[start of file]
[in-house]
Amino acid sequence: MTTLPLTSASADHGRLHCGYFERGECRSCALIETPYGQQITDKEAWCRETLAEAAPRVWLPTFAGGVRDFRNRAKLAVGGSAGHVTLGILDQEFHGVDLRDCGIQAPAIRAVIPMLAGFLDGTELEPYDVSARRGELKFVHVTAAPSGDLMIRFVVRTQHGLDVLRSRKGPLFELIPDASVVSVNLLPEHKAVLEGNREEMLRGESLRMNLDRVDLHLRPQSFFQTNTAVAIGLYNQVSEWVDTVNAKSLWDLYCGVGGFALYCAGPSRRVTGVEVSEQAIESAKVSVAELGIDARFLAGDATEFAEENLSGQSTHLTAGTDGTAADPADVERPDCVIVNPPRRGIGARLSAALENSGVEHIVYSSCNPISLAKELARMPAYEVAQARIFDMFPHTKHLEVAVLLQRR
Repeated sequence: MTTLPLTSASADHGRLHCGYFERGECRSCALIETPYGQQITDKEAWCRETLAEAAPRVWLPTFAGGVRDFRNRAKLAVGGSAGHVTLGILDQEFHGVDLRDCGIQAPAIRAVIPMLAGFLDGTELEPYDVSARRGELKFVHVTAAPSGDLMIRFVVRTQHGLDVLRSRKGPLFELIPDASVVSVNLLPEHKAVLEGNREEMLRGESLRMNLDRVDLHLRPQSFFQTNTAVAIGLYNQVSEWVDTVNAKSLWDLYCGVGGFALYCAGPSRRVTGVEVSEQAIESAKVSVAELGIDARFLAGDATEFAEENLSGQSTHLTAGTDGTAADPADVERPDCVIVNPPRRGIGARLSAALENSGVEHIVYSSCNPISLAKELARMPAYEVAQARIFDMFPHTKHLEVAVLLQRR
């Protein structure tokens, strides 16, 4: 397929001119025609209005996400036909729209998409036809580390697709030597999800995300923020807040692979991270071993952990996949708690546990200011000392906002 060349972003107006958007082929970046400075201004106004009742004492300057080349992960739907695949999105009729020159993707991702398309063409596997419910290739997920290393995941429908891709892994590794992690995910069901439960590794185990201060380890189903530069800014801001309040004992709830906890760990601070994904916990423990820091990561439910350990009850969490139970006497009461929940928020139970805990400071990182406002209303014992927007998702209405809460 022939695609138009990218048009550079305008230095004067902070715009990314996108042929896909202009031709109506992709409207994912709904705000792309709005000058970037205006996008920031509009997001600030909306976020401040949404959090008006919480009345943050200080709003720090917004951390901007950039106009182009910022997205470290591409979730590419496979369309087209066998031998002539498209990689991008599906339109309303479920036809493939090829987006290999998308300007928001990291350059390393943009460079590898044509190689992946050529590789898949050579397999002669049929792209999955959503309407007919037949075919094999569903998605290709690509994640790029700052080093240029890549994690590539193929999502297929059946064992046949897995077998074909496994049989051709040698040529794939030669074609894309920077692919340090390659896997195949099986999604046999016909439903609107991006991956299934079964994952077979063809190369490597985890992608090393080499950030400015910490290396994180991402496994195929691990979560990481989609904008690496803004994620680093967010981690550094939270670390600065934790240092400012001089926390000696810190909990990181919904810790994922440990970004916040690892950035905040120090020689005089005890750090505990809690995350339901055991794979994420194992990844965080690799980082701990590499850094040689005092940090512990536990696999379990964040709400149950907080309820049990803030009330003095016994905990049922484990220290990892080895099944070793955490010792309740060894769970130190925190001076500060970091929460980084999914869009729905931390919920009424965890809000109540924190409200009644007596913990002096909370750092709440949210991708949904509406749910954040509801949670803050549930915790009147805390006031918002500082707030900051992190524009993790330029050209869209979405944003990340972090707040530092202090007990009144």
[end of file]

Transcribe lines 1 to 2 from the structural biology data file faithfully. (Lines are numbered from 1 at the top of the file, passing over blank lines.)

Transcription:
[in-house]
Amino acid sequence: MTTLPLTSASADHGRLHCGYFERGECRSCALIETPYGQQITDKEAWCRETLAEAAPRVWLPTFAGGVRDFRNRAKLAVGGSAGHVTLGILDQEFHGVDLRDCGIQAPAIRAVIPMLAGFLDGTELEPYDVSARRGELKFVHVTAAPSGDLMIRFVVRTQHGLDVLRSRKGPLFELIPDASVVSVNLLPEHKAVLEGNREEMLRGESLRMNLDRVDLHLRPQSFFQTNTAVAIGLYNQVSEWVDTVNAKSLWDLYCGVGGFALYCAGPSRRVTGVEVSEQAIESAKVSVAELGIDARFLAGDATEFAEENLSGQSTHLTAGTDGTAADPADVERPDCVIVNPPRRGIGARLSAALENSGVEHIVYSSCNPISLAKELARMPAYEVAQARIFDMFPHTKHLEVAVLLQRR